“It is a conglomerate of well-to-do property owners and business interests…Their aims are selfish and do not account for the lives of longtime renters who have lived and operated their businesses in Nihonmachi for generations” (158-159).

1. In chapter 2, how does the reader's viewpoint of Professor Takabayashi change from chapter 1? What significance does this have with Yamashita's writing style?
2. What is interesting to you about Yamashita's view of the "pigs"?
3. What is the significance of the scene with Mo Akagi or the Minister of Defense?
4. Why does Yamashita reference James Brown at the end to many sections? What does this have to do with James?

Chapter 3. A Need to Know Basis
This chapter focuses on the relationship between the characters Nelson and Aiko. As their short relationship plays out, Yamashita interludes with a voice-over that talks about infiltrating an organization. First, Nelson is caught trying to steal Aiko’s car. James Baba shows up and recognizing Nelson, who plays it off as a joke, which was highly unlikely. James places Nelson under Aiko’s reluctant care and slowly, Nelson begins to develop a new identity within the community. As the voice-overs become more sinister and intense, Nelson reveals a stranger has been visiting the JTC’s offices looking for James. Unfortunately, Nelson nearly blows his cover with a character named Jay and mysteriously leaves. It is important to note that this story is given no timeline, so the reader must make their own assumptions about its chronology. Aiko’s feelings for Nelson were extremely strong, yet Nelson’s quick exit once again leaves the reader with many questions about Nelson’s true purposes within the JTC.

Memorable Quotes:
”We suspect the offices are bugged, so we move our strategy meetings around to other locations” (170).
“Say a white group and a colored group want to align themselves for power purposes. It’s easy. Pull the race card, shit about their ‘national’ position, see what I mean? No way they see eye to eye” (174).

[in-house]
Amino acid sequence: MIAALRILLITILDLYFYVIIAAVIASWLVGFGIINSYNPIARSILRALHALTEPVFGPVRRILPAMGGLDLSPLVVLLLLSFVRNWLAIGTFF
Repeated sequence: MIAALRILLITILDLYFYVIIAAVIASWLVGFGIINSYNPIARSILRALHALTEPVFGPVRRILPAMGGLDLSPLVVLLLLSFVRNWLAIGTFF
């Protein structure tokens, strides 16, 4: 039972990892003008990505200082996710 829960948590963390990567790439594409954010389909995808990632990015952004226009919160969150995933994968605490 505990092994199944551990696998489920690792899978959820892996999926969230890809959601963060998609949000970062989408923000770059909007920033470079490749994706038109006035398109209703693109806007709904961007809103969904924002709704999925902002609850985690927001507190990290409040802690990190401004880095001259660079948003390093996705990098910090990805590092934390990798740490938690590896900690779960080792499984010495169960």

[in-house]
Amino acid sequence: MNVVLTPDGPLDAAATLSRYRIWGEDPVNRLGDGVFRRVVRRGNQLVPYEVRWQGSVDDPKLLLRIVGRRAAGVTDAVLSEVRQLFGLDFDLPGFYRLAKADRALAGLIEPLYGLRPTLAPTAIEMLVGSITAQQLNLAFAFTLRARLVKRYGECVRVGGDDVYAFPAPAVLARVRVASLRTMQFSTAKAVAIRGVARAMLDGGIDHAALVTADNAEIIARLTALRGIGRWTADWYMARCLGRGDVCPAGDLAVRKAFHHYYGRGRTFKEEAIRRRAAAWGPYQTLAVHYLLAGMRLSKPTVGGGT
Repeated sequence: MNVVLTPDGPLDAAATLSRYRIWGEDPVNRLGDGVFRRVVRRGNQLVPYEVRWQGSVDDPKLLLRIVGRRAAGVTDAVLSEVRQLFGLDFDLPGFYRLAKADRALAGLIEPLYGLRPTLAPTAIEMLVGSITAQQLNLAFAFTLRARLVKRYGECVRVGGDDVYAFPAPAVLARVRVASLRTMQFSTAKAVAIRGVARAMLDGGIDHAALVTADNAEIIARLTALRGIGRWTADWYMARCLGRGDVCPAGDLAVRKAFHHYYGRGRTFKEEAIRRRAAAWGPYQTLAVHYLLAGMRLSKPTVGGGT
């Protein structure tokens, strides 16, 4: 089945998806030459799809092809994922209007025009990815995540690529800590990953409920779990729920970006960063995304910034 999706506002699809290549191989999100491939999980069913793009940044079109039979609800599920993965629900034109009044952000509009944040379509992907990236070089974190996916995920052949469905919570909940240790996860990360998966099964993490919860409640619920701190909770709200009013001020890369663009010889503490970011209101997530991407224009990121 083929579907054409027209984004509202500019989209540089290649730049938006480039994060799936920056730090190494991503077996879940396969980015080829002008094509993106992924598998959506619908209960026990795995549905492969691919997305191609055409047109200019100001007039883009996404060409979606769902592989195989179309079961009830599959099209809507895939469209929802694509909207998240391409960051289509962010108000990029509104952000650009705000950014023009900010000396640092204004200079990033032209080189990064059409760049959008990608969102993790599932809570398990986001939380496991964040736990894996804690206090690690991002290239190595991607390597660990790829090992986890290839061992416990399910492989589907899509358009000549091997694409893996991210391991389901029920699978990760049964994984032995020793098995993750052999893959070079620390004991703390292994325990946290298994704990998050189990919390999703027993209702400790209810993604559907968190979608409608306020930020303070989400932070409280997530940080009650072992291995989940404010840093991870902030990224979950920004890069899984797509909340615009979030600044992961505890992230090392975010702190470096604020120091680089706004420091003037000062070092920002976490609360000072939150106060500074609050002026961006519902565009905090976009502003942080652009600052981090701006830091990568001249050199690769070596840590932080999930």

“Anonymous letters…Anonymous phone calls. Someone calls with a tip. Same tip for another guy on the other guy. Could be regarding a woman or money. Either will do. Starts a fuckin’ war” (177).

1. In chapter 3, what does the voice-over add to the scene?
2. Was Nelson a spy? If not, who was? How can you be sure?
3. Why does Yamashita contrast the scenes of peace (children playing, lilies in a pond, grandparents) with the dark side of the voice-over? What does this say about society today?

1 comment:

  1. For my section, I found it difficult to understand the novella and decide what information was important and what information was not. The project as a whole was extremely helpful in understand the book because you only needed to closely analyze one section while the other sections were taken care of by the rest of the class. Not only did this help with the workload, but it enabled you to appreciate the book more as a reader. I thought the book was interesting and I learned a lot about that time period and the social struggles of minorities. I was very suprised to find how intertwined the movements were, whether it be black, latino, asian, or womens movements.

    Additionally, talking with Yamashita herself was equally interesting. She was able to explain many passages that we could not quite interpret (like the dancing section) and was able to give us pointers as writers as well. I would definitely suggest using this strategy again for other long (and complex) books such as I-Hotel.